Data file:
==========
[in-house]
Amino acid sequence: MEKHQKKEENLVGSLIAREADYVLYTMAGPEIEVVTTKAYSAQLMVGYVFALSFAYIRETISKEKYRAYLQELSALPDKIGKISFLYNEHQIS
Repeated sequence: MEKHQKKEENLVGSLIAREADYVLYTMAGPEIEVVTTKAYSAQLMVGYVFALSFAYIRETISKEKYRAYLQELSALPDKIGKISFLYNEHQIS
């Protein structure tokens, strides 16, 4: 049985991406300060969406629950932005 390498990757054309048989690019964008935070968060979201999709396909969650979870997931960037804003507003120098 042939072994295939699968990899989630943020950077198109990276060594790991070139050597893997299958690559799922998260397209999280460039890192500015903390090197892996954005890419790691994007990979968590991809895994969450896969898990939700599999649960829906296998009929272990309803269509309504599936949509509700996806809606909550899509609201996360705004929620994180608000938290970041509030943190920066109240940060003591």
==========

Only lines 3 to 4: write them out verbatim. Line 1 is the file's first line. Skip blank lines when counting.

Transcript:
Repeated sequence: MEKHQKKEENLVGSLIAREADYVLYTMAGPEIEVVTTKAYSAQLMVGYVFALSFAYIRETISKEKYRAYLQELSALPDKIGKISFLYNEHQIS
């Protein structure tokens, strides 16, 4: 049985991406300060969406629950932005 390498990757054309048989690019964008935070968060979201999709396909969650979870997931960037804003507003120098 042939072994295939699968990899989630943020950077198109990276060594790991070139050597893997299958690559799922998260397209999280460039890192500015903390090197892996954005890419790691994007990979968590991809895994969450896969898990939700599999649960829906296998009929272990309803269509309504599936949509509700996806809606909550899509609201996360705004929620994180608000938290970041509030943190920066109240940060003591």